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MEPS prepress abstract   -  DOI: https://doi.org/10.3354/meps13580

Strong migratory connectivity across meta-populations of sympatric North Atlantic seabirds

Benjamin Merkel*, Sébastien Descamps, Nigel G Yoccoz, David Grémillet, Per Fauchald, Jóhannis Danielsen, Francis Daunt, Kjell Einar Erikstad, Aleksey V Ezhov, Mike P Harris, Maria Gavrilo, Svein-Håkon Lorentsen, Tone K Reiertsen, Geir H Systad, Þorkell Lindberg Þórarinsson, Sarah Wanless, Hallvard Strøm

*Corresponding author:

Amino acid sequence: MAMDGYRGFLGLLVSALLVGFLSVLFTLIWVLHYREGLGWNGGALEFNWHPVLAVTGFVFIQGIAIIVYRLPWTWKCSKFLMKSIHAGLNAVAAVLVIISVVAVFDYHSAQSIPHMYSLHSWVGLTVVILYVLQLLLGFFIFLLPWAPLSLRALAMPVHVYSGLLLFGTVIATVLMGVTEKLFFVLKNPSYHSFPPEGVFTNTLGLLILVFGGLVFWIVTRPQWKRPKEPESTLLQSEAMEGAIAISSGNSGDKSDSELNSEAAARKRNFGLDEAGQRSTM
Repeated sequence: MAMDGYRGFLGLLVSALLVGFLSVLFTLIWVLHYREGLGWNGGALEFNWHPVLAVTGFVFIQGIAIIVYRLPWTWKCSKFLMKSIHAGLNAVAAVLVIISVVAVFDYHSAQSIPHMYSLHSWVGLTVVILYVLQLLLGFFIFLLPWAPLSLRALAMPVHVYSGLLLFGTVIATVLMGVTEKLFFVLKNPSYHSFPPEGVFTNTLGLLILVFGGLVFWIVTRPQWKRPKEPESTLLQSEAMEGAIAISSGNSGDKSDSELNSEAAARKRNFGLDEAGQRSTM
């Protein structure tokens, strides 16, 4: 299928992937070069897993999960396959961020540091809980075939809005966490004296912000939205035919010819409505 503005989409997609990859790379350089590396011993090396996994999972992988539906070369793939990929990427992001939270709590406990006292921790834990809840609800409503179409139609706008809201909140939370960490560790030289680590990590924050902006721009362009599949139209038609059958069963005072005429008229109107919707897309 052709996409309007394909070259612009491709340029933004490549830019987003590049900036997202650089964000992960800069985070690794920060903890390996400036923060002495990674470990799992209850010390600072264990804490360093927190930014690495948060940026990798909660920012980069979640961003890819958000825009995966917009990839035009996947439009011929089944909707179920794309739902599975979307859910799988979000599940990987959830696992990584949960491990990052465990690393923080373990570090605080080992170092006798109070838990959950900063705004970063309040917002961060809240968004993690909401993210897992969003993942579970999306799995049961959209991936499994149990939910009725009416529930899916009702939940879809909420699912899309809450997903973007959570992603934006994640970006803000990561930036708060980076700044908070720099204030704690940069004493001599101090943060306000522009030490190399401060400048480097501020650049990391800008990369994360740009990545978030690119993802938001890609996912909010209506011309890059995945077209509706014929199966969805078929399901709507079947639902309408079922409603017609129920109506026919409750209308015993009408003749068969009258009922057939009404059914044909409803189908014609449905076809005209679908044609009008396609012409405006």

ABSTRACT: Identifying drivers of population trends in migratory species is difficult, as they can face many stressors while moving through different areas and environments during the annual cycle. To understand the potential of migrants to adjust to perturbations, it is critical to study the connection of different areas used by different populations during the annual cycle (i.e. migratory connectivity). Using a large-scale tracking dataset of 662 individual seabirds from two sympatric auk meta-populations (common guillemots, Uria aalge, and Brünnich’s guillemots, Uria lomvia) breeding in twelve colonies throughout the Northeast Atlantic, we estimated migratory connectivity in seasonal space use as well as occupied environmental niches. We found strong migratory connectivity, within and between species. This was apparent through a combination of seasonal space use and occupied environmental niches. Brünnich’s guillemot populations grouped into two and common guillemot populations into five previously undescribed spatiotemporal clusters. Common guillemot populations clustered in accordance with the variable population trends exhibited by the species, while Brünnich’s guillemot populations are declining everywhere where known within the study area. Individuals from different breeding populations in both species were clustered in their space and environmental use, utilizing only a fraction of the potential species-wide range. Further, space use varied among seasons, emphasising the variable constraints faced by both species during the different stages of their annual cycle. Our study highlights that considering spatiotemporal dynamics not only in space but also in occupied environmental niches, improves our understanding of migratory connectivity and thus population vulnerability in the context of global change.